Unless you are working with a data set with which you are very familiar, it can be difficult to ascertain exactly how the data in your spreadsheet is going to need to be laid out. Or maybe it is data that you are familiar with, but you need to use it in a different manner than it currently exists. If your existing data is in a row or column and you want it to be laid out the opposite way, the prospect of copying and pasting each individual cell or, worse, retyping all of your data, can be very unappealing. Fortunately Microsoft realized this potential pitfall, and included a tool in Microsoft Excel that allows you to transfer your data from a row to a column or from a column to a row.
How to Transpose Data in Excel 2010
Switching data from a row layout to a column layout, or vice versa, requires the use of the Transpose tool in Microsoft Excel. You can access this tool from the Paste Special menu that is accessible from the right-click shortcut menu after you have copied the data that you want to transpose. Follow the directions below to switch your row or column data to the opposite layout.
Double-click the Excel file containing the data you want to transpose to open the spreadsheet in Excel 2010.
Click on the top-left cell of the data you want to switch, then drag the mouse until all of the data is selected. While this tutorial is meant to handle a single row or column, you can also follow these same instructions to transpose multiple rows and columns of data.
Press Ctrl + C on your keyboard to copy the data.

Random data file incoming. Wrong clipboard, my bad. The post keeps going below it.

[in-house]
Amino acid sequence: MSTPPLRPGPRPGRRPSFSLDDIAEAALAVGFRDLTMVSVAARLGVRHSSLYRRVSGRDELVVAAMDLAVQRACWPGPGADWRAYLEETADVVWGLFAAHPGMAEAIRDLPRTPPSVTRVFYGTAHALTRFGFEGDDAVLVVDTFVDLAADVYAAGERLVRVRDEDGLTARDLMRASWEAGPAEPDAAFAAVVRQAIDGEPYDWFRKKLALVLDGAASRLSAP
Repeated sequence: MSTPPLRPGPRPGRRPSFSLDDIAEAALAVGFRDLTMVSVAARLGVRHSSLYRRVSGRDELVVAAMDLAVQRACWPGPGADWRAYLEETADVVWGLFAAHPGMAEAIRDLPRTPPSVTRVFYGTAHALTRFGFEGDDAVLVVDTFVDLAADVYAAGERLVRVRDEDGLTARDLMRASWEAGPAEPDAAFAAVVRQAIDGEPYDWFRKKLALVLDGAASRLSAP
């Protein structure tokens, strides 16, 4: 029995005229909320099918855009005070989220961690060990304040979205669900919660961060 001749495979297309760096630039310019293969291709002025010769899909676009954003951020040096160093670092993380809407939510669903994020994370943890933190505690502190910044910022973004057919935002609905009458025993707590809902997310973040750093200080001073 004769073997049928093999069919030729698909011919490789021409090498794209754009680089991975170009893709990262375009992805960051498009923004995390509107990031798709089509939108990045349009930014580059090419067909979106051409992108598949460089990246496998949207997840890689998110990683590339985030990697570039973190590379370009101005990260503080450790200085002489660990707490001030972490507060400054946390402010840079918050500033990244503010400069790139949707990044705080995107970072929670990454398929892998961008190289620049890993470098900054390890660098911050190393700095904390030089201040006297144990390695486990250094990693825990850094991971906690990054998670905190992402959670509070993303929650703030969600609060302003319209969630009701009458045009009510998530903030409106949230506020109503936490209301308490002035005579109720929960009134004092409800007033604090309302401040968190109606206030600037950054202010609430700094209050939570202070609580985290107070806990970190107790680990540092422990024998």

Click the Sheet 2 tab, or the next blank sheet in your workbook. You can find the sheet tabs at the bottom of the window.
Click inside the A1 (or your desired target cell) cell at the top-left corner of the sheet into which you want to paste your transposed data.
Right-click the cell, click Paste Special, then click the Transpose button.
If you have never used any of the options on the Paste Special menu before, you will notice that there are a couple of other helpful selections available. For instance, you can click the Keep Source Column Widths button to paste the data with the custom cell widths that you have formatted your copied cells with. This can be a real time saver if you have made formatting changes to your spreadsheet.
Matthew Burleigh has been writing tech tutorials since 2008. His writing has appeared on dozens of different websites and been read over 50 million times.
After receiving his Bachelor’s and Master’s degrees in Computer Science he spent several years working in IT management for small businesses. However, he now works full time writing content online and creating websites.
His main writing topics include iPhones, Microsoft Office, Google Apps, Android, and Photoshop, but he has also written about many other tech topics as well.
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